Exhausted by war, searching for peace
TAHER NASHAT AL-MASRI Former Prnime Minister of JordanI would like to address you about the chronic weakness of civil institutions in the Arab World and the role this weakness has played in the chaos we are witnessing in the region.
The issue of institutional strength has preoccupied me from early in my public service. In my time as a public official, I have been supportive in the effort to build institutions that would flourish irrespective of the presence of a particular leader. This, of course, would seem like an obvious thing to do and not something for which one should receive credit. In reality, of course, many developing countries continue to suffer from weaker institutional frameworks, often overshadowed by a strong central leadership and security apparatus that considers personal loyalty to be more significant than institutional robustness. So while it is self-evident that a leader should build a country’s institutional capacity, it is frequently not the case. This trend toward a weaker civil society and a stronger security state is a key and unintended consequence of the post-9/11 world, with so much money pouring into intelligence and security services at the expense of civil institutions.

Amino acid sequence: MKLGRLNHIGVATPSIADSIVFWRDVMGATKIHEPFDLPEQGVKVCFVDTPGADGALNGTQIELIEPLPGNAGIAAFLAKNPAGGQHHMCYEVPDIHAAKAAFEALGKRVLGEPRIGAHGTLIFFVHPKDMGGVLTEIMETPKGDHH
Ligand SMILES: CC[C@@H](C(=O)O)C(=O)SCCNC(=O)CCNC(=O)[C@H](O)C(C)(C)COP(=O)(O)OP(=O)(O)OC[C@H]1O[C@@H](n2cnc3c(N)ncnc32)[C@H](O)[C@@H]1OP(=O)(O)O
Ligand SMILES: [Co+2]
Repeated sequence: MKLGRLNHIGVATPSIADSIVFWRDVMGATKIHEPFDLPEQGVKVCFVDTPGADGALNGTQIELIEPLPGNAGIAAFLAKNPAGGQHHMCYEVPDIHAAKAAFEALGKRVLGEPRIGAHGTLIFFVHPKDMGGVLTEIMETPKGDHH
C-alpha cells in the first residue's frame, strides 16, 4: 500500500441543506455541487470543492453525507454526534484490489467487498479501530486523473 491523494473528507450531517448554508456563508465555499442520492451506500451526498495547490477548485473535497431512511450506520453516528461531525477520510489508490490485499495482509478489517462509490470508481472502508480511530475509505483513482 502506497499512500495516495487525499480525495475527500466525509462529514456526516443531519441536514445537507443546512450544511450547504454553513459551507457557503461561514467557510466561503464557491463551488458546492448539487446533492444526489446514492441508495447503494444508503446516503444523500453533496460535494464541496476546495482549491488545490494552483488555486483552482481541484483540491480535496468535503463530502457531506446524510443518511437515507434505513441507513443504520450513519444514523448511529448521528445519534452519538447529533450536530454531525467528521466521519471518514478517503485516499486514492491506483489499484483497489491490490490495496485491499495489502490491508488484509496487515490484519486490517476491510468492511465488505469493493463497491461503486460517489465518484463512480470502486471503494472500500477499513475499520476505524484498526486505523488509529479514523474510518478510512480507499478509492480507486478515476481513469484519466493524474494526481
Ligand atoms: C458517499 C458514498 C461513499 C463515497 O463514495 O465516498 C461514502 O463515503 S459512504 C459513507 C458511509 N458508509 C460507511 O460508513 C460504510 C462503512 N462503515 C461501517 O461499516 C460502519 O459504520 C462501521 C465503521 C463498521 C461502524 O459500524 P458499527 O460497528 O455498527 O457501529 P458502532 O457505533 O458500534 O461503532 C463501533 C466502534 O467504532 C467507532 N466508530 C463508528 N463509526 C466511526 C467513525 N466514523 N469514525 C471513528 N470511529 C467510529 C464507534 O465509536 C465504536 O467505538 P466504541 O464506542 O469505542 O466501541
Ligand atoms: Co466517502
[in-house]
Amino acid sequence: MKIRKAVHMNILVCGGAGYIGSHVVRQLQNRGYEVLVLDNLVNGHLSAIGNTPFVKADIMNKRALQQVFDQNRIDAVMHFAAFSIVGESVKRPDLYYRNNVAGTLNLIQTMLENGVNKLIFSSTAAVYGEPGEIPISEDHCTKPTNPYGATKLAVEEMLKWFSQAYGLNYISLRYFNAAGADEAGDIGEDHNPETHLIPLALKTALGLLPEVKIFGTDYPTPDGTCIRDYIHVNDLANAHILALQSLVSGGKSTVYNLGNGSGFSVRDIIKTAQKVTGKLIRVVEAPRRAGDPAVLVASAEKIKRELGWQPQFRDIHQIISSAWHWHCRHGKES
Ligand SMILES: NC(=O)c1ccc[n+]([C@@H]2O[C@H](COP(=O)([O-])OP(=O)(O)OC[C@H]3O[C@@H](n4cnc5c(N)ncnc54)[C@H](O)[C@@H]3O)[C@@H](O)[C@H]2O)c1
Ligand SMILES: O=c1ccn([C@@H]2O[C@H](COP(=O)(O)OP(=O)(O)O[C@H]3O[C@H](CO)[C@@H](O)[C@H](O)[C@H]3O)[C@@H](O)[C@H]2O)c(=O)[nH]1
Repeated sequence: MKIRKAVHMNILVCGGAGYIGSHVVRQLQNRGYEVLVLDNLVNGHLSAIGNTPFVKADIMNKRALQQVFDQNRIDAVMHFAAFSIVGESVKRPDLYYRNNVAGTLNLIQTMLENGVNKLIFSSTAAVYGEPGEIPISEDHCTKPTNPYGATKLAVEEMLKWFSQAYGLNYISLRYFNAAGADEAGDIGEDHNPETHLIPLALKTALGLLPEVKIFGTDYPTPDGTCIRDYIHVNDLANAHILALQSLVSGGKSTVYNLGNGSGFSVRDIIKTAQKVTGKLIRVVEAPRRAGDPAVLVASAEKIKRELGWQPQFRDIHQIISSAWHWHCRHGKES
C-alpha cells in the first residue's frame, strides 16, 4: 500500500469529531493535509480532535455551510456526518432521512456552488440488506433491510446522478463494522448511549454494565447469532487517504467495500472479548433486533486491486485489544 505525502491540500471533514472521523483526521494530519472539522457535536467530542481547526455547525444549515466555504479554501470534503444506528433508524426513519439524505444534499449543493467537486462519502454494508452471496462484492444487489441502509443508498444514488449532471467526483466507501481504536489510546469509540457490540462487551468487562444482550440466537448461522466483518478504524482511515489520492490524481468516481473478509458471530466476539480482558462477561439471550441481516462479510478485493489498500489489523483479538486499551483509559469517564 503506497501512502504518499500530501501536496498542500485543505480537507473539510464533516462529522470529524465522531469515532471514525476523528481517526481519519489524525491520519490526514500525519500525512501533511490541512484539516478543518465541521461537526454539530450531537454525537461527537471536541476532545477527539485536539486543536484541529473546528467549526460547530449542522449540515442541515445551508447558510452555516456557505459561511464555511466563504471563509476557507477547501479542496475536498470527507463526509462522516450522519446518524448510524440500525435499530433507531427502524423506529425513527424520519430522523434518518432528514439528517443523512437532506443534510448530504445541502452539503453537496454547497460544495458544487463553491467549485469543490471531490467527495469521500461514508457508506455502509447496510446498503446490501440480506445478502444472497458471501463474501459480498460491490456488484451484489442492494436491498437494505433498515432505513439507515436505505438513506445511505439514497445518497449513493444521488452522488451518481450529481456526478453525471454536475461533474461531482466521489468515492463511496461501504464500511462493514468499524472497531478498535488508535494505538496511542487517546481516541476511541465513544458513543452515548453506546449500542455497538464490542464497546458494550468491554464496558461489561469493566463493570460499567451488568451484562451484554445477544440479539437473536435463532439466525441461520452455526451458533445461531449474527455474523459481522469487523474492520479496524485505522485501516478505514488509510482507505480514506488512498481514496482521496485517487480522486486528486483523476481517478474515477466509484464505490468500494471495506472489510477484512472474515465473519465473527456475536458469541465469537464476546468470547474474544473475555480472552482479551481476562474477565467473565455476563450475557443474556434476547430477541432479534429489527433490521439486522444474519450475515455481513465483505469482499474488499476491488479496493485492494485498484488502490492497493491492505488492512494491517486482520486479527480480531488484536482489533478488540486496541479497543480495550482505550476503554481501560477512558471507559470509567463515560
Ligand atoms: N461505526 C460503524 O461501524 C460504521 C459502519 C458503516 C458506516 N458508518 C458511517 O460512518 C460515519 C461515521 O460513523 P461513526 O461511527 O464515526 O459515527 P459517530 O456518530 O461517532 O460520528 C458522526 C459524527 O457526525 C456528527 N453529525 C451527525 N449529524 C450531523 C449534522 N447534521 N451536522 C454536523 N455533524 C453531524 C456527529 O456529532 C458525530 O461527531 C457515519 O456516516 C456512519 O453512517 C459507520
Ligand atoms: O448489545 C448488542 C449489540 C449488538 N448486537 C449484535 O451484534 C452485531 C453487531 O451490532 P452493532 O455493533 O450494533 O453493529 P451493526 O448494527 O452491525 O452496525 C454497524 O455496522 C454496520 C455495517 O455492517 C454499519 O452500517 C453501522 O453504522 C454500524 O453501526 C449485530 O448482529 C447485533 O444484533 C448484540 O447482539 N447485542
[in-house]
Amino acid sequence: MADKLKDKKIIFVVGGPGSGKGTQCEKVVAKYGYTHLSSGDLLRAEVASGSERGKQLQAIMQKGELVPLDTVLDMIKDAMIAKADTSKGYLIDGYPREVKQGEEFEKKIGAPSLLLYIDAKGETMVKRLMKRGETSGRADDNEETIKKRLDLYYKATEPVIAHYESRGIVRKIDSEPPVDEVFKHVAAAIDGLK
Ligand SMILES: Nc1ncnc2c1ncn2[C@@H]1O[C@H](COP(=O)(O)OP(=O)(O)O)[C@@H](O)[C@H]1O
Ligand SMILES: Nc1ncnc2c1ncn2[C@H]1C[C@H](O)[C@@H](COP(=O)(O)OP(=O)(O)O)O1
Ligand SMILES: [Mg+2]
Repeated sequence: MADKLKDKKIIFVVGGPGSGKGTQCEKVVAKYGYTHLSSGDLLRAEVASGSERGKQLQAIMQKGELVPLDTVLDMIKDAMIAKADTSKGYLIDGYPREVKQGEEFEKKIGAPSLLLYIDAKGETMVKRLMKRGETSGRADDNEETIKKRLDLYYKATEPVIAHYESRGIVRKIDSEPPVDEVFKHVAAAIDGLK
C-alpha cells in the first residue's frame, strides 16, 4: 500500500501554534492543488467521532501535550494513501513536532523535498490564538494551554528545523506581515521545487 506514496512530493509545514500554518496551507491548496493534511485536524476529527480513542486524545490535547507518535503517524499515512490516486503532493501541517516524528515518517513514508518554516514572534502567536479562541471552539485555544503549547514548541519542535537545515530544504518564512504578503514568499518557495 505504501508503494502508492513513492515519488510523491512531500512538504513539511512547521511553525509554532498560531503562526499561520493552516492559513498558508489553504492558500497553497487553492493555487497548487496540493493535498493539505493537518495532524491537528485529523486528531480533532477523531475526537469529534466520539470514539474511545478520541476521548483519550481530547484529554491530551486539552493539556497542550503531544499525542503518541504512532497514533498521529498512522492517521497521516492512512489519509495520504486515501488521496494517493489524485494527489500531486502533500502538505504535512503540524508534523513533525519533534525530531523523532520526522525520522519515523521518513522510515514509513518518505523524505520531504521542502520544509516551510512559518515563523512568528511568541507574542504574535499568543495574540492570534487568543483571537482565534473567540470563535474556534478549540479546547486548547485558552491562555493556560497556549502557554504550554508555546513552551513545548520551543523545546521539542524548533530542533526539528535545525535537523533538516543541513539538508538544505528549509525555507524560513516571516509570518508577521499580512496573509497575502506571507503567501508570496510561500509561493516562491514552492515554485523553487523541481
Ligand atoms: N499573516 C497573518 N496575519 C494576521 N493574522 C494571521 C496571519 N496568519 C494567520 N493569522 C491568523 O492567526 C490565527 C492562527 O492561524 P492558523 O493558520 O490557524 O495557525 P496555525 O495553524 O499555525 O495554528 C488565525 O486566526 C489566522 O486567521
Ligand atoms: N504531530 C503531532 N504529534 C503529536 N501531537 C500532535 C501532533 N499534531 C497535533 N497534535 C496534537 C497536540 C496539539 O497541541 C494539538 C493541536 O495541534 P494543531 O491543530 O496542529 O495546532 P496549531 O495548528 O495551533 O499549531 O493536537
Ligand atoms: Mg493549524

By the way, it is not difficult to identify leaders who care about doing their job objectively – and building the institutions of their country – from those that just want to curry favor with their supervisors.